While Catholics can have confidence in the canon of the New Testament from Sacred Tradition and the Magisterium (including councils and synods of the Catholic Church), Protestants reject these sources of authority. So, what authority do Protestants trust to tell them which writings belong to the New Testament? This is a dangerous question which Protestants will try to ignore. The logic is plain: to have an infallible New Testament, you need an infallible authority to say which writings belong in the New Testament and which do not. The "table of contents" must be divinely inspired as well.
The Protestant view is typically that the canon was reached by consensus (a backdoor way of accepting the authority of tradition without explicitly saying it), or based on the obvious merits of the text.
The first option is such a persistent belief because it has some truth to it. The four Gospels, the Acts of the Apostles, and Paul's letters were widely accepted as canonical with extraordinary speed and very little debate within the early Church. However, the problem is that such was not the case for the Catholic epistles and the book of Revelation, which are now also considered to have an equal, divinely-inspired, infallible status within the canon.
The second option is difficult to accept once you understand that the very first time that our 27 New Testament books are listed as the canon by a Church Father is not sometime shortly after the final book (Revelation) was written, but by St. Athanasius in 367 A.D. In the meantime, several other writings were read in liturgical settings, implying that they had a canonical status. Apparently, the canon was not so obvious based on the merits of the text to Christians for over three hundred years.
Did Martin Luther have a solution for this? Actually he decided to remove at least two New Testament books, James and Jude, from his canon!
One Protestant scholar, R.C. Sproul, has famously described the canon as a "fallible list of infallible books." Does that make sense to you? Is that how a Christian should read the Bible, always with a lingering uncertainty about whether he is reading a book that is actually God's word?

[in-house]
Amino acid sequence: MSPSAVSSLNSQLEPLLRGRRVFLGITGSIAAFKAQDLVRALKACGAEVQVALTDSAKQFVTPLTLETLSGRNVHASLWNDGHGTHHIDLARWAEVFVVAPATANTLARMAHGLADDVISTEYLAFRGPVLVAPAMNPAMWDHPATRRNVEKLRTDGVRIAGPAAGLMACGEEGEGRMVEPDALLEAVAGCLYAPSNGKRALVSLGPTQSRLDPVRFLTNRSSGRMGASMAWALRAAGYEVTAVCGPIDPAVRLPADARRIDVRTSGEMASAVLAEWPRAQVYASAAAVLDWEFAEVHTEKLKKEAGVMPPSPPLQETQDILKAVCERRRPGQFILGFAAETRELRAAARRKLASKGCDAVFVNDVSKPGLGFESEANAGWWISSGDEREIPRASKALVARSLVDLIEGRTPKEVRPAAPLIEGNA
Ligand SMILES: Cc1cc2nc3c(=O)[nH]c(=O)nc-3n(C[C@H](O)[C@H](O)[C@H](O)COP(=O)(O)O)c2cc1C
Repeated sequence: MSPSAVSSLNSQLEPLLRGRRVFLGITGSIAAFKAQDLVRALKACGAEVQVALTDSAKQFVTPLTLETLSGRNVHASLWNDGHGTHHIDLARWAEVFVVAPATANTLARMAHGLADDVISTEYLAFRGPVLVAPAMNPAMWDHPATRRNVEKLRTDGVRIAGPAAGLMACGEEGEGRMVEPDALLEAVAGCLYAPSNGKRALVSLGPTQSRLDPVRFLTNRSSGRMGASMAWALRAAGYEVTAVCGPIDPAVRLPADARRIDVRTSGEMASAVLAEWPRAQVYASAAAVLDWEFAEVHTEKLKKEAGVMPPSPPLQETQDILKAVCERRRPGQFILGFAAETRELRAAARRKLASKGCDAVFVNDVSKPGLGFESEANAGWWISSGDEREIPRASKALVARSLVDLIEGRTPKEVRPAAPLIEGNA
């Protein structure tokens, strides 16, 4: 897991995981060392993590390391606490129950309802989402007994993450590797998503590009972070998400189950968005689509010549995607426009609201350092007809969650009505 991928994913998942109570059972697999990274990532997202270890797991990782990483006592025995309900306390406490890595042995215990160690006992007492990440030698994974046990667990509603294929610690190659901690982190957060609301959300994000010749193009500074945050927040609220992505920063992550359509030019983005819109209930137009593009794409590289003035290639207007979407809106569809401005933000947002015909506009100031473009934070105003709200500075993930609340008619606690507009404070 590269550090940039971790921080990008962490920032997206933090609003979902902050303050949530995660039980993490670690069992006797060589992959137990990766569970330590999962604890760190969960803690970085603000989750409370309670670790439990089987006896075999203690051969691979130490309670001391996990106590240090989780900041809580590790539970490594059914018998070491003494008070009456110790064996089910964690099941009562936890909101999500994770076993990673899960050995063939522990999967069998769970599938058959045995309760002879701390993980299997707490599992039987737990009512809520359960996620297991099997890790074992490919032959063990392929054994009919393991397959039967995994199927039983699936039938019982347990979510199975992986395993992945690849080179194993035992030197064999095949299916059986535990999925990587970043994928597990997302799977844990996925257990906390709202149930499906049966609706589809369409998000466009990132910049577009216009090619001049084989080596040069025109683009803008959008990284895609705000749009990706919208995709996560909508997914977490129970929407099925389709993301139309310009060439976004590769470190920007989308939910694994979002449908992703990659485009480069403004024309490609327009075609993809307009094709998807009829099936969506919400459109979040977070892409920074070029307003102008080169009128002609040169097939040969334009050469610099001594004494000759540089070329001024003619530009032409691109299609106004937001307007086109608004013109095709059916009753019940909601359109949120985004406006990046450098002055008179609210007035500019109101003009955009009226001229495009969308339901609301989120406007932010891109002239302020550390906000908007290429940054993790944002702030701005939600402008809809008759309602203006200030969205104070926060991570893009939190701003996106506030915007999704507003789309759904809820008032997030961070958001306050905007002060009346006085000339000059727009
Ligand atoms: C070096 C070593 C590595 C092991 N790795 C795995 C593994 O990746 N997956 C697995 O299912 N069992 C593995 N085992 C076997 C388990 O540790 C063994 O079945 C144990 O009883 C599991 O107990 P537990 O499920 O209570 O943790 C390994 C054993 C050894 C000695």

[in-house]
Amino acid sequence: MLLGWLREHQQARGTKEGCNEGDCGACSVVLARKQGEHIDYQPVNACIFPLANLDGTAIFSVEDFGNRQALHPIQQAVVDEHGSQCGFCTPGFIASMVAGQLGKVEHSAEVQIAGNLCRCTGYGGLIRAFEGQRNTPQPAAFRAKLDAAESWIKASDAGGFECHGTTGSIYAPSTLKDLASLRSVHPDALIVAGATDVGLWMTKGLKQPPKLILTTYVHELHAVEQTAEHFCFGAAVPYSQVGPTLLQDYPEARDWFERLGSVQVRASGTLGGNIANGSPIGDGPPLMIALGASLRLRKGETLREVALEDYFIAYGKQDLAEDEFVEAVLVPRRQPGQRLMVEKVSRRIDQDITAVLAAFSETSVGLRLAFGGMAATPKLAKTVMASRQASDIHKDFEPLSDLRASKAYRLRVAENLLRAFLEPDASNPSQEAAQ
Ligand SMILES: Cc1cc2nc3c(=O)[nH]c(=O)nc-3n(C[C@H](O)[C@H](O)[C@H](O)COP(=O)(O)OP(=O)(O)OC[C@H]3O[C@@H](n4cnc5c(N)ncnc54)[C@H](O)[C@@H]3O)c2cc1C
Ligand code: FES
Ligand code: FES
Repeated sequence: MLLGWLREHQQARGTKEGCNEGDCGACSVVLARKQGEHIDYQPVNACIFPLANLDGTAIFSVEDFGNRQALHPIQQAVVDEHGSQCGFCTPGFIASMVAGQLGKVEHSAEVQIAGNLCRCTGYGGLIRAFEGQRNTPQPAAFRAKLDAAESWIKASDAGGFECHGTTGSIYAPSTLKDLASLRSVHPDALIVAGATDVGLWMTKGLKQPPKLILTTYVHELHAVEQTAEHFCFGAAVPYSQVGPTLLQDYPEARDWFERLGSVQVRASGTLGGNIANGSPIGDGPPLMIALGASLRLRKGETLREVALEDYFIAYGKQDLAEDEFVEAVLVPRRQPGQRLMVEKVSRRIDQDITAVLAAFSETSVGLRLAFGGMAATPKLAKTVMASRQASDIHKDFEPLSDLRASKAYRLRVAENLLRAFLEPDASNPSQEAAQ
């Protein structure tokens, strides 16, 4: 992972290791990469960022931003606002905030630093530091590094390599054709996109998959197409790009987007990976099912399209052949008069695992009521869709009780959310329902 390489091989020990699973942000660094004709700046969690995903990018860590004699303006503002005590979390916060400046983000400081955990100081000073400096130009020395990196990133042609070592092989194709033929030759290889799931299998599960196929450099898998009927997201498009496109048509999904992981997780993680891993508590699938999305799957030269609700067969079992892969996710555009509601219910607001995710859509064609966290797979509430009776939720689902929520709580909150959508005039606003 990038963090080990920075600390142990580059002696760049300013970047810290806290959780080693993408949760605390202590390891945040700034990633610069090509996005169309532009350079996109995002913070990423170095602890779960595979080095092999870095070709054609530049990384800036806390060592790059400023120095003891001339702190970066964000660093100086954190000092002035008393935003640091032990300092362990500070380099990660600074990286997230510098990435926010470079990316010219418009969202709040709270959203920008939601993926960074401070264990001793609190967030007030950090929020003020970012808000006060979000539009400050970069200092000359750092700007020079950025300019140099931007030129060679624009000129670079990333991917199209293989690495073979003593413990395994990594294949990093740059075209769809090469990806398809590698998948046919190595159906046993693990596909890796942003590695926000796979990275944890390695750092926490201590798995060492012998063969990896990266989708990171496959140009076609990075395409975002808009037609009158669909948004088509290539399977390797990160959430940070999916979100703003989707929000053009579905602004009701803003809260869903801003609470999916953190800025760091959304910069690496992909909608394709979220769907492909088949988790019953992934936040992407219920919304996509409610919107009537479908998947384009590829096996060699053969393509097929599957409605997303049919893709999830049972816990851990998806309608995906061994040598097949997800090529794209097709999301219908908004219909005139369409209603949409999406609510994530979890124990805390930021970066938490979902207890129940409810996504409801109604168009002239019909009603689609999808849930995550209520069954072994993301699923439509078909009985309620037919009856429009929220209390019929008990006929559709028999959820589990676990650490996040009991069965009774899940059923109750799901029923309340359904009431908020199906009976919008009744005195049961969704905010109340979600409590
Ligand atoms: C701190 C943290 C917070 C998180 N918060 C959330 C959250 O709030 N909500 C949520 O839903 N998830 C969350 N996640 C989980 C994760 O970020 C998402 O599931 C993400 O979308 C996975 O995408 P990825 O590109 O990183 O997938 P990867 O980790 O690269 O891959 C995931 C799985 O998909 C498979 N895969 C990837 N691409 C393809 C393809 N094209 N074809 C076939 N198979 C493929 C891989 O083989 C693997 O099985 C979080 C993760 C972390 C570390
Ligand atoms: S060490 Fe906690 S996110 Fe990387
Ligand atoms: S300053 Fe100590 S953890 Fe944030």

Debate over the New Testament canon basically ended in the early fifth century, shortly after synods of the Catholic Church clarified the issue. That is precisely how the Church reached a "consensus." But this is the very authority structure that Protestants reject.
As Catholics, we know that Jesus did not give the apostles a book. He gave them the deposit of faith, which has been explicated over time through the Sacred Scriptures, Sacred Tradition, and the Magisterium. This is a consistent position, in harmony with the real history of the Christian movement and with Jesus' words that "he who hears you, hears me" (Luke 10:16) as the Church has spoken through councils and synods. This confirms our confidence in the canon of Scripture.
Please share this article with your Protestant friends and see what they have to say about these two questions of authority. As separated brethren, we must be able to question the basis of each other's beliefs, with charity, speaking the truth in love (Ephesians 4:15). This is one path toward the full unity that is the will of Jesus for His followers.